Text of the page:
A study of salespeople, with more than 1,000 participants, has revealed a mental health stigma in the workplace, with men more likely to use annual leave than sick leave to address clinical diagnoses related to mental health.
Warrington-based Raiys, an app developer and coaching provider, specifically designed for those in sales to deal with stress and improve their mental health, conducted the research to raise awareness amongst business owners of the challenges their employees face.
It found females experienced higher levels of stress than men, 70% compared to 51%, it also revealed males were less likely to take sick leave for their mental health, instead opting to use annual leave for this purpose.
It discovered young people were more likely to suffer than any other age group, with nearly three quarters of 18-to 24-year-olds reporting they experienced workplace stress in 2021.
Raiys’ managing director, Matthew Shaw, warns the data raises concerns about a cultural stigma which isn’t going away. He said: “We need to see direct action from employers to tackle this issue. It’s common knowledge that high levels of stress can lead to burnout and serious illness, yet it’s clear from the results that not enough is being done to help those in the industry with their wellbeing.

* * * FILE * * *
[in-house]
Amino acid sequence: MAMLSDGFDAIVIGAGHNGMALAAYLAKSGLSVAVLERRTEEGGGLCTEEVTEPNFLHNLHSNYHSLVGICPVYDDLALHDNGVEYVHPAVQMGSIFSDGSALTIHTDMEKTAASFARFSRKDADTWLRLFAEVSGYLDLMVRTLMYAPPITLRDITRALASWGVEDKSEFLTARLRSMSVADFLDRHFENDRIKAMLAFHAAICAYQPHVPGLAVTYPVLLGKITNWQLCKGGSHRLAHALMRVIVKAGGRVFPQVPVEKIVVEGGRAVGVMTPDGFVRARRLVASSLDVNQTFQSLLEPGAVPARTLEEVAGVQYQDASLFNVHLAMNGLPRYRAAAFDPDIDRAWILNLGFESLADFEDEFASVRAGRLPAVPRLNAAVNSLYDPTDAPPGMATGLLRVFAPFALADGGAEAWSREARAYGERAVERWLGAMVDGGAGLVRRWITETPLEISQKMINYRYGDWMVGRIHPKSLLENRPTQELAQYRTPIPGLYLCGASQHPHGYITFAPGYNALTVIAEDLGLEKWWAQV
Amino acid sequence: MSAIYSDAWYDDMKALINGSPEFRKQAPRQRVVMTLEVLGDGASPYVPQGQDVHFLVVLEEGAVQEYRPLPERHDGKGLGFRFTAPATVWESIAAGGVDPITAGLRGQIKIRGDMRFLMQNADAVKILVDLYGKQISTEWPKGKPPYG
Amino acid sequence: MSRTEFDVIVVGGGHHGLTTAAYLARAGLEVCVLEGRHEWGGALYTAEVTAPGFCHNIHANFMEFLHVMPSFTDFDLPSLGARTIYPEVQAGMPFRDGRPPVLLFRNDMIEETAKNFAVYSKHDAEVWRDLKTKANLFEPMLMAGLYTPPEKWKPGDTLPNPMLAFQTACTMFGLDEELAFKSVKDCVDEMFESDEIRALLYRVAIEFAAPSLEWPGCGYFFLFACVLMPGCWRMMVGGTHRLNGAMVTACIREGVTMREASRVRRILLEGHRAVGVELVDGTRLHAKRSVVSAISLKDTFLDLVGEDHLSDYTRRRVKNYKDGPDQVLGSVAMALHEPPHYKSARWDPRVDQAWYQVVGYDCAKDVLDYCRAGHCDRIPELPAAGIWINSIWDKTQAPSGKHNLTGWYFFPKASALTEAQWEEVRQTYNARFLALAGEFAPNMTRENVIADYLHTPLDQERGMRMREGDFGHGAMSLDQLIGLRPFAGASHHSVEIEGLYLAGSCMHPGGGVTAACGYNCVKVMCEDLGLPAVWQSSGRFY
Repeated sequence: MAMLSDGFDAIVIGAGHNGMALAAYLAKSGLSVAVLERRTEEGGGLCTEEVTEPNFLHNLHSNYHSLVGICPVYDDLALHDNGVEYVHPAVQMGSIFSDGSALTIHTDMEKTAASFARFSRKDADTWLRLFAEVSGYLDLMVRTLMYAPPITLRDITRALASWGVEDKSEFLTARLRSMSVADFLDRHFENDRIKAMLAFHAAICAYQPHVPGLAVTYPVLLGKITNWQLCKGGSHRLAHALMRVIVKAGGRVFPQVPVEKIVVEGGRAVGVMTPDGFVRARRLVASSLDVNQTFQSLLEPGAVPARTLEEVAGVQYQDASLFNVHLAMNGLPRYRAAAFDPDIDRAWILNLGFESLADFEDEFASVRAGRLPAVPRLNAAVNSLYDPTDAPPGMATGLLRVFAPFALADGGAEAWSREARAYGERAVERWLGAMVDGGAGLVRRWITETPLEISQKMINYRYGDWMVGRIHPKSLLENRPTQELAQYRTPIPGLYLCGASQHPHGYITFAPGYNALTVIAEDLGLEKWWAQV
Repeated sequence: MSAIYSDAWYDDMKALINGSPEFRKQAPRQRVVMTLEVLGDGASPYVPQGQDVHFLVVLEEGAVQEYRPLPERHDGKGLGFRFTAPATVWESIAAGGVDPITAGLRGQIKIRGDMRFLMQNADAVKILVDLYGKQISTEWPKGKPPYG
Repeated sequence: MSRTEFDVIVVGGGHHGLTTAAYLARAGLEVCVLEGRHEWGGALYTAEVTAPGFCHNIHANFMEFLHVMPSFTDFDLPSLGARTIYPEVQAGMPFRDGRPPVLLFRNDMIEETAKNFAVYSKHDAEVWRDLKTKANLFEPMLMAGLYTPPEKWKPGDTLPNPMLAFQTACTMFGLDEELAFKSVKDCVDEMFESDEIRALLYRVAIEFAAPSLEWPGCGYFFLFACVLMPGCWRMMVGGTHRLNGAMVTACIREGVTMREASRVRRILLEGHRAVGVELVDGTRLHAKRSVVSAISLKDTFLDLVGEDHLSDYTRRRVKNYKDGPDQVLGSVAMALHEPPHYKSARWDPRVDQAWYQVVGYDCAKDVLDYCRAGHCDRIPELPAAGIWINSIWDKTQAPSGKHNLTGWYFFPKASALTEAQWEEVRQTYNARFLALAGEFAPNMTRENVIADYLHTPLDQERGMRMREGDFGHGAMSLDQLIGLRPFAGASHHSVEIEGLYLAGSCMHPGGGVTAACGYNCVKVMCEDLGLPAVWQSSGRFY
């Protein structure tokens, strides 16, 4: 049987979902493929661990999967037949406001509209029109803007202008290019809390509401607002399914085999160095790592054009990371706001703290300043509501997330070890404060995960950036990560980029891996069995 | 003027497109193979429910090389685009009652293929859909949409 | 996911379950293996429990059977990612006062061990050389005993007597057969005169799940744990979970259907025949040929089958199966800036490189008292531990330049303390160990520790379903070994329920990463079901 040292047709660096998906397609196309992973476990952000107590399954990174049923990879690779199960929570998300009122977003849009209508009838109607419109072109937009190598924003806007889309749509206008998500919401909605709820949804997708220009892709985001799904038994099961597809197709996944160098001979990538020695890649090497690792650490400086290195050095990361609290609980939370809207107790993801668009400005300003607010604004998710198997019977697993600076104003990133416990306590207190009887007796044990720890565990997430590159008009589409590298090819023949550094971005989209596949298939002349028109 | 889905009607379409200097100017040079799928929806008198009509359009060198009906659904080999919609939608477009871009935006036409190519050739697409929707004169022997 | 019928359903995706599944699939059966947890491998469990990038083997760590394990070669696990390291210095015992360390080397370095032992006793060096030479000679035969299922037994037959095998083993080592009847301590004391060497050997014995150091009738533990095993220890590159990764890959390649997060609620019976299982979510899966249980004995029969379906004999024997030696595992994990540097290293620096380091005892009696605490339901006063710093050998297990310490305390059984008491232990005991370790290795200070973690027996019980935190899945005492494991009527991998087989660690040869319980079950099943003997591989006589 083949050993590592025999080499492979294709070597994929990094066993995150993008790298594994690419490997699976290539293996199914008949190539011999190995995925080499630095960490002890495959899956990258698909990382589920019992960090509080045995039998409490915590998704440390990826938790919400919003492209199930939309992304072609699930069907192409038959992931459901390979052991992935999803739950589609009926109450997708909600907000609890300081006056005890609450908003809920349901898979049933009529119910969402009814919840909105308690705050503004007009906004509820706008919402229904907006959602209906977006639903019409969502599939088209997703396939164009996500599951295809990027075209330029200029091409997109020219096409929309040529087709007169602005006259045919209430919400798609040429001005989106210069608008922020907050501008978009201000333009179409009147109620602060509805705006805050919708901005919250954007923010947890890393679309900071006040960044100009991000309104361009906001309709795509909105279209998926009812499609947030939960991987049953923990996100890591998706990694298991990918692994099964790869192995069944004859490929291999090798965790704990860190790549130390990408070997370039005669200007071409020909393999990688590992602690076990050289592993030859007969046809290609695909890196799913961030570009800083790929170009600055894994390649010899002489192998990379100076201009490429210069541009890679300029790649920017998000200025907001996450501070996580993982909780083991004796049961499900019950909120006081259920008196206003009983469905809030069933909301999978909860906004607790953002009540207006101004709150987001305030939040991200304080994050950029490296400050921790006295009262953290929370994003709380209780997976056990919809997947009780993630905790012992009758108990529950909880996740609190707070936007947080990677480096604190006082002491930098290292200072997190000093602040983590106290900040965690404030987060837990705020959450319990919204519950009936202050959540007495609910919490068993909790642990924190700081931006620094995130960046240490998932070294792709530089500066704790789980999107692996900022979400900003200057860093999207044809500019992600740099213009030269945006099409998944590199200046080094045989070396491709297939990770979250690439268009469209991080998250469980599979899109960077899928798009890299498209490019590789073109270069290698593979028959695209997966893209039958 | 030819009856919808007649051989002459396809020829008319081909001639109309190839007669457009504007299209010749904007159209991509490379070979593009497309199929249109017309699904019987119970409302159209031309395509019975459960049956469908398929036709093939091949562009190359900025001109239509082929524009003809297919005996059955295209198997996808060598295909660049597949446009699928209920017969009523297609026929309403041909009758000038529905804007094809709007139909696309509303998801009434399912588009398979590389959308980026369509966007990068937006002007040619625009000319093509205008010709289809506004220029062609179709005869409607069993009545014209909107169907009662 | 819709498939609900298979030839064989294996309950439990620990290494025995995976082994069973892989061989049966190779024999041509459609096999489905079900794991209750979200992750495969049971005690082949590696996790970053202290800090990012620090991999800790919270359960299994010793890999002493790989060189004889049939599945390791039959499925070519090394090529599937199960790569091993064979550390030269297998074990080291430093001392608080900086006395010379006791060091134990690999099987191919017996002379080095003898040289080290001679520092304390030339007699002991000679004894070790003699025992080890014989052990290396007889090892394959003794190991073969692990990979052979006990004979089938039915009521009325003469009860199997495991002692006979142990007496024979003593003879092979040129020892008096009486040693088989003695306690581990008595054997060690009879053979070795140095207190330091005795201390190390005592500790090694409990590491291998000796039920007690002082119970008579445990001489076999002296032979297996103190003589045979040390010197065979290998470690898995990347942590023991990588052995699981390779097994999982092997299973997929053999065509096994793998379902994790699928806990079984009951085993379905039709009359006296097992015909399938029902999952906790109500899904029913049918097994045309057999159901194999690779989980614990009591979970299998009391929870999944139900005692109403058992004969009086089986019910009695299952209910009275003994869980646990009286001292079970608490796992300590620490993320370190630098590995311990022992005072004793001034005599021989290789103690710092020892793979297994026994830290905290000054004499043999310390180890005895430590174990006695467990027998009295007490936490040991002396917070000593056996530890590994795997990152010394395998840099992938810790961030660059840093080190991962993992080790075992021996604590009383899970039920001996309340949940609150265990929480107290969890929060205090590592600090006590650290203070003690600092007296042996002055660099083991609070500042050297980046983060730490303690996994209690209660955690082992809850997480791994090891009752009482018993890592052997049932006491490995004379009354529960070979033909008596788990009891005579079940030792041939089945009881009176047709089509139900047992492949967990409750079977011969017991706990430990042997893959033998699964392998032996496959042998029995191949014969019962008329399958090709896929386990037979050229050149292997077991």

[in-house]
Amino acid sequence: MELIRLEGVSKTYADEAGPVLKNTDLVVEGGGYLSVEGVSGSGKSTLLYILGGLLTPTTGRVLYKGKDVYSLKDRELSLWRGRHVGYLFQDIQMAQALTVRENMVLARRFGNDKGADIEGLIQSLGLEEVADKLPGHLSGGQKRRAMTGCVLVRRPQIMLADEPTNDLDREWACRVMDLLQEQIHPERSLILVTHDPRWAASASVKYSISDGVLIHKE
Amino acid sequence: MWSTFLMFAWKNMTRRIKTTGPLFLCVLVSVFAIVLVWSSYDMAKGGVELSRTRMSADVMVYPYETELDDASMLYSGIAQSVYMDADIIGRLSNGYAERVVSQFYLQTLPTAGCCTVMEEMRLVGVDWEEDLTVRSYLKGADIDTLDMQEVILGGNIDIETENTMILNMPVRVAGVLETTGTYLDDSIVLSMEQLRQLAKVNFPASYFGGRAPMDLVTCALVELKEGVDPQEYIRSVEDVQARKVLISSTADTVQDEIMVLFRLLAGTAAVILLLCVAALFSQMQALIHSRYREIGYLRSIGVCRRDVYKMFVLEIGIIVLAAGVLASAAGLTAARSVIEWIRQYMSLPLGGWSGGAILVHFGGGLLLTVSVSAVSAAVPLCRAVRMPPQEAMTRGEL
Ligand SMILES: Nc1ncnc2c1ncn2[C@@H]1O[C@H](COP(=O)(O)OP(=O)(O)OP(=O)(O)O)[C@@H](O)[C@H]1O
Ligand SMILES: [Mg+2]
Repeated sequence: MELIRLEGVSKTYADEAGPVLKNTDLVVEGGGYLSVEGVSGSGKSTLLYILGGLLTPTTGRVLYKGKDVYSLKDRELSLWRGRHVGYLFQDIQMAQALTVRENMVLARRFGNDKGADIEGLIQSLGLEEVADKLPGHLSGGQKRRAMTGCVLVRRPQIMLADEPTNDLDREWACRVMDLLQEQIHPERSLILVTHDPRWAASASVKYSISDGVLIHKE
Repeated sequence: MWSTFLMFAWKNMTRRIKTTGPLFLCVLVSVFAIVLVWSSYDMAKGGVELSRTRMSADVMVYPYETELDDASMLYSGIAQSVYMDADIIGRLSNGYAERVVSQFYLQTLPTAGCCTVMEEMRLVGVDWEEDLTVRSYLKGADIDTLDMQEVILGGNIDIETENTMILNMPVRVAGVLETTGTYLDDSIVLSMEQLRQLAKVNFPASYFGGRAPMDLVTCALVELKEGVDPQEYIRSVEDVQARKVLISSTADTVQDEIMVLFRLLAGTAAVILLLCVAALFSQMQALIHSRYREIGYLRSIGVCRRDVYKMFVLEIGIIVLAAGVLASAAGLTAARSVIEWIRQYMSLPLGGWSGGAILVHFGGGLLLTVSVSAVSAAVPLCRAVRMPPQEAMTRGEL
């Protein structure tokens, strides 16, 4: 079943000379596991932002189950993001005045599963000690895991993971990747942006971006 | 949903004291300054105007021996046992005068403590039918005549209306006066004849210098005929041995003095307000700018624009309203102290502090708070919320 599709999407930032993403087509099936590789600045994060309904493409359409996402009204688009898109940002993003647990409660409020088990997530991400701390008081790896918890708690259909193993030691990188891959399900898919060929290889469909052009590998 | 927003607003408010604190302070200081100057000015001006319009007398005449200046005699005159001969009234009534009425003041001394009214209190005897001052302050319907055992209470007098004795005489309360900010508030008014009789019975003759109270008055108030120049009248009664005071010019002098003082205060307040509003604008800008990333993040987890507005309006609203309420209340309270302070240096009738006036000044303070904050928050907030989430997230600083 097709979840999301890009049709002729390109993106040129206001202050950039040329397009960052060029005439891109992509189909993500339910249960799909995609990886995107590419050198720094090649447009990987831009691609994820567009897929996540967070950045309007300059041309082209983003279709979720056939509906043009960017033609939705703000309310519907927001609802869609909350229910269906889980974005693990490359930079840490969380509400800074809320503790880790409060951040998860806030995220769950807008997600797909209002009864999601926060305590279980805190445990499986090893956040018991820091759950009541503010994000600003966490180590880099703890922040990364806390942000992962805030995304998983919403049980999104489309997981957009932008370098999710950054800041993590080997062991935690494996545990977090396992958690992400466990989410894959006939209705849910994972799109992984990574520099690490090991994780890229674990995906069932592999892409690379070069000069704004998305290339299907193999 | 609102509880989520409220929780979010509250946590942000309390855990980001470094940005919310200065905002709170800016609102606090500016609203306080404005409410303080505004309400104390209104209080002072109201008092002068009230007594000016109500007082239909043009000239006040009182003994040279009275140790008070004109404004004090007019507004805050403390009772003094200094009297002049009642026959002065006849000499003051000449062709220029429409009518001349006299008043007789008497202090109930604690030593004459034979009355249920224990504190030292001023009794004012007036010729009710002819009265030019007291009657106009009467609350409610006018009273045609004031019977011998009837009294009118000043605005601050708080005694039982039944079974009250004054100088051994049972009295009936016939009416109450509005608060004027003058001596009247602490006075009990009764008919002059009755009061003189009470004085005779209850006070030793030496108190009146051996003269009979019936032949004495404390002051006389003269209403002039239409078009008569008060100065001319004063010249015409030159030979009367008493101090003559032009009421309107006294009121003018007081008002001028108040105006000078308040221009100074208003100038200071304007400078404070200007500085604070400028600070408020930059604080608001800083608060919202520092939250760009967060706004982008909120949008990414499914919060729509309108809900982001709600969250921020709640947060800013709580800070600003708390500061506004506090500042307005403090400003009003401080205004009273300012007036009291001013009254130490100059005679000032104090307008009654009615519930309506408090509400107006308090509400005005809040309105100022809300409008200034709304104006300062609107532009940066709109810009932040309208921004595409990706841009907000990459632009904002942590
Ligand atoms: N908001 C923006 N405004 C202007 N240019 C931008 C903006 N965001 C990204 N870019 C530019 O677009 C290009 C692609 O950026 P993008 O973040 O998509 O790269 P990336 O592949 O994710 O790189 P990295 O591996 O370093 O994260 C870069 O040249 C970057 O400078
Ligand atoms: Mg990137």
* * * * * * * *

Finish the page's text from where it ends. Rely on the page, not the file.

“Our findings revealed nearly half of women surveyed believed there was a stigma surrounding mental health in the workplace compared to 37% of men; but when it came to taking time off to address this, women opted to use sick leave more than men, while a higher proportion of men use annual leave, suggesting a lingering stigma surrounding the open conversation about mental health.
“This raises serious questions over whether men are feeling pressured to use large chunks of their annual leave to protect their mental health when they should be using this time to take a break and enjoy life.”
Matthew, who previously worked in sales for 15 years before founding Raiys, offered his advice to businesses.
He added: “Last year was dubbed the ‘Great Resignation’ and as people left their jobs, they sought roles which offered enhanced wellbeing support and a higher focus on personal development.
“Business leaders should be investing in their people through the progression of interpersonal skills and motivation, alongside equipping senior figures to spot the signs in employees who are struggling and implement an individualised plan to support development.
“Individuals with stronger mental health are four times more likely to report a higher performance in work. With investment into the wellbeing and development of employees, everyone wins.”
Raiys previously revealed from its study nearly a quarter of salespeople were diagnosed with clinical anxiety or depression in the last 12 months. Three quarters of those surveyed also rated their mental health as poor and more than half reported high levels of stress and general anxiety over the past year.
Raiys’ team of 15, which includes psychologists and performance coaches, hopes to remove the stigma around mental health and equip those working in high-pressured roles with the tools to feel more confident and motivated to succeed in their careers.